My mother was a child of the Depression and a wife and mother of the 50s – never allowed to experiment in the kitchen because food was a premium -- as she and her sister and parents lived with her widowed paternal grandmother, who had a cook, there wasn’t much cooking to be done. But as a young bride in 1951, she was pressed into the kitchen just as the instant food phenomenon hit grocery stores nationwide. My siblings and I grew up on recipes concocted with Campbell’s soup, and enjoying frozen and canned vegetables, and instant rice and mashed potatoes, and drinking Lipton’s instant iced tea. Desserts were created with instant pudding and Jello, and Betty Crocker cake and brownie mixes.
While she could a mean piece of meat, from a delicious Salisbury steak made in the pressure cooker to sesame seed baked chicken, meatloaf, leg of lamb, roast beef, orange-glazed pork shops, and golden-brown turkey, she didn’t learn how to cut up a chicken until I was in college and was taught by a boyfriend’s mother, then passed on this new skill to my Mom. In fact, when that same boyfriend’s mother instructed me to “go dig some potatoes for dinner,” I looked at her like she was from another planet. “Dig potatoes?” I asked. She handed me a spoon and directed me to the garden where I soon learned about making real mashed potatoes from real ones!
Nonetheless, my six siblings and I never turned up our noses at Mom’s meals, and all still enjoy fixing dishes we grew up on: Blushing Bunny (tomato soup with cheese melted in it, then poured over saltine crackers), barbecue chicken, and spaghetti sauce that’s simmered all afternoon in an electric frying pan.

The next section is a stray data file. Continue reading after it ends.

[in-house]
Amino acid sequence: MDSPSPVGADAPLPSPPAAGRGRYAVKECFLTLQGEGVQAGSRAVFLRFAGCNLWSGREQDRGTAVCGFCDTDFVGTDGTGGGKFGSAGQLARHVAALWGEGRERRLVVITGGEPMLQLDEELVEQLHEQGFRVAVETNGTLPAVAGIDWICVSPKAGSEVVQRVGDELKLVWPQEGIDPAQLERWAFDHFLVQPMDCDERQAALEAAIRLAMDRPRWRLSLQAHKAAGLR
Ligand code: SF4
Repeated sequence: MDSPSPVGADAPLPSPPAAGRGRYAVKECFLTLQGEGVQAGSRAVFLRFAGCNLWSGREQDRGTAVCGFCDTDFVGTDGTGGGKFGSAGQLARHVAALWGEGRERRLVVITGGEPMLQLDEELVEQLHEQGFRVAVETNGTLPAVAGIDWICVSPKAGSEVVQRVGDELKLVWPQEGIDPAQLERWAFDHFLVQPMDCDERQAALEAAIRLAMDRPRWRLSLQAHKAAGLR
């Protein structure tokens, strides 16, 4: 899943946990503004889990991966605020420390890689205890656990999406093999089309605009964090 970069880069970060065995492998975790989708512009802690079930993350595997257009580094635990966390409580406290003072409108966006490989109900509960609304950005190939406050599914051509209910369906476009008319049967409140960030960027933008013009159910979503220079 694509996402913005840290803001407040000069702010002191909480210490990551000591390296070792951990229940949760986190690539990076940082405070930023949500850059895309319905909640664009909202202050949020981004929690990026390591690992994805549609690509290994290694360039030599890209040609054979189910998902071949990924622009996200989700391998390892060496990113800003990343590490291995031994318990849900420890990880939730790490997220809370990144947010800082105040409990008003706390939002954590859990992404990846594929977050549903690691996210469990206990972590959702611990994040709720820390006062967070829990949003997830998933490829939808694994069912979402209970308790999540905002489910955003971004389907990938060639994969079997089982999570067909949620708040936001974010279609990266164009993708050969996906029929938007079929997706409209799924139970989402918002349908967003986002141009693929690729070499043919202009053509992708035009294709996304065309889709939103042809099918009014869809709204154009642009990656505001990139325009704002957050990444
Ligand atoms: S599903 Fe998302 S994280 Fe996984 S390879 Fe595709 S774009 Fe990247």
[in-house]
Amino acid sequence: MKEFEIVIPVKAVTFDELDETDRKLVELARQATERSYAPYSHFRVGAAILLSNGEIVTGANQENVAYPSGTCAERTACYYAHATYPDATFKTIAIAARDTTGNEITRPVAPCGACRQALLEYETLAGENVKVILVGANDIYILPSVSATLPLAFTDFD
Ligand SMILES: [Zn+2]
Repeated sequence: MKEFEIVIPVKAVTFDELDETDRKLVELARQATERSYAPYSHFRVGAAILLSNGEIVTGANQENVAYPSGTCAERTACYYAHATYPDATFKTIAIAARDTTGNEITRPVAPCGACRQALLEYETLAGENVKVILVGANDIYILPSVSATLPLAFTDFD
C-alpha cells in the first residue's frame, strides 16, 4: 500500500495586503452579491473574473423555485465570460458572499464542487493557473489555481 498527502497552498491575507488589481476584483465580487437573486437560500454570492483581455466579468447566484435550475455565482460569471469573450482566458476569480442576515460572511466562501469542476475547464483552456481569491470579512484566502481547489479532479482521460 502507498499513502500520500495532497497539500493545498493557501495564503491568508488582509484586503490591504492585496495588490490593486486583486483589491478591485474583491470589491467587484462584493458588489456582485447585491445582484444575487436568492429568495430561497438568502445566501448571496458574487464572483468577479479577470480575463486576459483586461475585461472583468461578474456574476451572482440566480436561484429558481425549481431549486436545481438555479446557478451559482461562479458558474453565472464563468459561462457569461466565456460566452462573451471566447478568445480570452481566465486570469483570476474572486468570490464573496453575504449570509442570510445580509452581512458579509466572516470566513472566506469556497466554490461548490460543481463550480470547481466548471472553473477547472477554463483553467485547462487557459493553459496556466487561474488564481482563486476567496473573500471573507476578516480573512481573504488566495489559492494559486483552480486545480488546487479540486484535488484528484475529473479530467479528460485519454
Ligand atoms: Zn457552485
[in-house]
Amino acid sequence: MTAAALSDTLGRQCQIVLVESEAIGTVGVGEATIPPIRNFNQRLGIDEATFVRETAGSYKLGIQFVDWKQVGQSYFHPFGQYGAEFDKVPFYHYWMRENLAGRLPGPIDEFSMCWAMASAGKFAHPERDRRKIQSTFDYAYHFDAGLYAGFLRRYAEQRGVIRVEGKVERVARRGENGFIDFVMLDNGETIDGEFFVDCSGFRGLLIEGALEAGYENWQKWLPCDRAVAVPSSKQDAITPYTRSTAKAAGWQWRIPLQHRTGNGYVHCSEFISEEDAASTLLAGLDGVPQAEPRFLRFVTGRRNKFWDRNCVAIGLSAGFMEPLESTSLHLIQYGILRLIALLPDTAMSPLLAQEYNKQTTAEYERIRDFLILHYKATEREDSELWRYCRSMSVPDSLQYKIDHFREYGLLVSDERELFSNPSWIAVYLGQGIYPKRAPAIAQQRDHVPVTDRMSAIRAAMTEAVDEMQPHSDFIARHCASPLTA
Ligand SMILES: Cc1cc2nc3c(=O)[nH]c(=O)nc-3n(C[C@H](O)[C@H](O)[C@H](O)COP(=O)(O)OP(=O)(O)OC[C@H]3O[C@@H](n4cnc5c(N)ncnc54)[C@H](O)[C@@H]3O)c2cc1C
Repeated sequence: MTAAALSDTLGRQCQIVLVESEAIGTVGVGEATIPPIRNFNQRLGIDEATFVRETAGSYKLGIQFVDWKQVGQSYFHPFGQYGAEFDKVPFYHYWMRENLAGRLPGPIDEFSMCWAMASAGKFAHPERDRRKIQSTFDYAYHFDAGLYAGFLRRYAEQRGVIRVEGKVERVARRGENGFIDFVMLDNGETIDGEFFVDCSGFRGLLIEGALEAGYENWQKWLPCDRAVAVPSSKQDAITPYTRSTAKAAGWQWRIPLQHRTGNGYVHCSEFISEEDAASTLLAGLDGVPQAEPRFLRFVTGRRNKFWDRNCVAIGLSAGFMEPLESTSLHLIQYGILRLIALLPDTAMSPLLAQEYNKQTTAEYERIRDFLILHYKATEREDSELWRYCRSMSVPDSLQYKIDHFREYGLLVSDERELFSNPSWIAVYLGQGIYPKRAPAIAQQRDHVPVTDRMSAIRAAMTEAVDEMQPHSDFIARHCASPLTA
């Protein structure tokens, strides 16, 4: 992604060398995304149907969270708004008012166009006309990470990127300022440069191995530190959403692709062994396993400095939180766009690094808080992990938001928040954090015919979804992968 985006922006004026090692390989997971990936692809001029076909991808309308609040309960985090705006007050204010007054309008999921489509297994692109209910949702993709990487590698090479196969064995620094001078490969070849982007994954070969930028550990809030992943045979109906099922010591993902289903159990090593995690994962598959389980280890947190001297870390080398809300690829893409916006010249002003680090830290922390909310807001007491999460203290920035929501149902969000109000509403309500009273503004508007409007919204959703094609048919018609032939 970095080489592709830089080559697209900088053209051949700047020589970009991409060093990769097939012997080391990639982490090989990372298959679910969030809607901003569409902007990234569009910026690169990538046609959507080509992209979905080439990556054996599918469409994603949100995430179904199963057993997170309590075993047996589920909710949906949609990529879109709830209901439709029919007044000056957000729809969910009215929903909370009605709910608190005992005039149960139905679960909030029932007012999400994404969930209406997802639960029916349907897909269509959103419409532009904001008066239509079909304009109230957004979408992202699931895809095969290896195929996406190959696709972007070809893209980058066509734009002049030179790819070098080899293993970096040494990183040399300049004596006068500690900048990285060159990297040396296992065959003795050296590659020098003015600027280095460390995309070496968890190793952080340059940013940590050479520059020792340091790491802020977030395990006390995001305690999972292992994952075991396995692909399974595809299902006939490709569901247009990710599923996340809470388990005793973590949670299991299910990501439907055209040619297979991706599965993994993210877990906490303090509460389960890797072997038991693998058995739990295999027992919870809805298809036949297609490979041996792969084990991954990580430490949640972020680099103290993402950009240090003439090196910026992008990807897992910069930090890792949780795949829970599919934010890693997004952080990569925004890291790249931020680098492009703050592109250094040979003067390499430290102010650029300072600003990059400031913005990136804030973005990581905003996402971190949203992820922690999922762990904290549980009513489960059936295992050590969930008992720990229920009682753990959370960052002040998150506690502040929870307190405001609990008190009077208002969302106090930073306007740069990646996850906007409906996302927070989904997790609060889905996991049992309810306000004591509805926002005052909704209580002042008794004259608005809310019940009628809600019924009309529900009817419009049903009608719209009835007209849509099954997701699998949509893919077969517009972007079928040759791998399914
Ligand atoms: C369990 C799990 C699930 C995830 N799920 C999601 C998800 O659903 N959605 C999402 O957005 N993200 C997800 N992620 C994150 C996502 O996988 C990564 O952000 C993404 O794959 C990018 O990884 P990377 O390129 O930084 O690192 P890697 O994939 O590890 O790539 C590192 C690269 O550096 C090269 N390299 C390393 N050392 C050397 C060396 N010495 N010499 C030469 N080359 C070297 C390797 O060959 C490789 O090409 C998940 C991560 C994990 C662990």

This recipe for Cherry-Almond Chicken probably was made with canned chicken, and I know when my Mom was in a hurry, she simply mixed the chicken and fruit cocktail together, heated it up, and served it over rice. I can’t imagine with 7 hungry mouths to feed (I am the oldest!) that she had time to make certain the cornstarch and broth made the perfect sauce before adding the other ingredients. When prepared that way, she called it “Chicken Palo” (pronounced “puh-low”). For this dish, I combined the two approaches – cutting up 2 cups of chicken breast but using the fruit cocktail from my youthful memory.
Cherry-Almond Chicken – Mom
1 can cherries, 1 can white grapes, 1 cup cling peaches – or use fruit cocktail
1/3 c. almonds
3 TBSP cornstarch
2 C. chicken broth
1-½ TBSP lemon juice
½ tsp. salt
¼ tsp. celery salt
2 C. chicken
Combine cornstarch with enough broth to make a paste. Add broth and cook until thick. Add lemon juice & salt & stir. Add the rest of the ingredients. Let simmer until chicken is cooked. Serve over rice mixed with cinnamon.
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